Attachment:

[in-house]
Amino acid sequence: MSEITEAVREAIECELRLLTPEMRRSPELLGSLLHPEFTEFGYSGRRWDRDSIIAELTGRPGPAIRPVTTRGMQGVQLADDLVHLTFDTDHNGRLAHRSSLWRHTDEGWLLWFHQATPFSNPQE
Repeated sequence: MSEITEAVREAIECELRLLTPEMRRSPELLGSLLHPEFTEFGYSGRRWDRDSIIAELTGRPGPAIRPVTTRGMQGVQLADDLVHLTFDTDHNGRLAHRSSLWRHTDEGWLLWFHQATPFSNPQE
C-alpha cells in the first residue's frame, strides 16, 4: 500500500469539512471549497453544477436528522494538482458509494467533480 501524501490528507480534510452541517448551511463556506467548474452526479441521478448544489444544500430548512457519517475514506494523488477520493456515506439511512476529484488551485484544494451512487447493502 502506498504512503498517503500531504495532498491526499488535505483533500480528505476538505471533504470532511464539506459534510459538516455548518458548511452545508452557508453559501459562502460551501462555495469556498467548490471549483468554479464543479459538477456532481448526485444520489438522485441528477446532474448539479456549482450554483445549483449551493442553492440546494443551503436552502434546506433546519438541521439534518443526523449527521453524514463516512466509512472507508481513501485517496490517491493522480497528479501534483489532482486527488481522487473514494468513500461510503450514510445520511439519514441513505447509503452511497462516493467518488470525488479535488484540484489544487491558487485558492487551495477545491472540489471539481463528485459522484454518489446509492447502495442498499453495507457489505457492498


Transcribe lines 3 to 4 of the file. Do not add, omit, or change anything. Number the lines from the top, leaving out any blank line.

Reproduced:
Repeated sequence: MSEITEAVREAIECELRLLTPEMRRSPELLGSLLHPEFTEFGYSGRRWDRDSIIAELTGRPGPAIRPVTTRGMQGVQLADDLVHLTFDTDHNGRLAHRSSLWRHTDEGWLLWFHQATPFSNPQE
C-alpha cells in the first residue's frame, strides 16, 4: 500500500469539512471549497453544477436528522494538482458509494467533480 501524501490528507480534510452541517448551511463556506467548474452526479441521478448544489444544500430548512457519517475514506494523488477520493456515506439511512476529484488551485484544494451512487447493502 502506498504512503498517503500531504495532498491526499488535505483533500480528505476538505471533504470532511464539506459534510459538516455548518458548511452545508452557508453559501459562502460551501462555495469556498467548490471549483468554479464543479459538477456532481448526485444520489438522485441528477446532474448539479456549482450554483445549483449551493442553492440546494443551503436552502434546506433546519438541521439534518443526523449527521453524514463516512466509512472507508481513501485517496490517491493522480497528479501534483489532482486527488481522487473514494468513500461510503450514510445520511439519514441513505447509503452511497462516493467518488470525488479535488484540484489544487491558487485558492487551495477545491472540489471539481463528485459522484454518489446509492447502495442498499453495507457489505457492498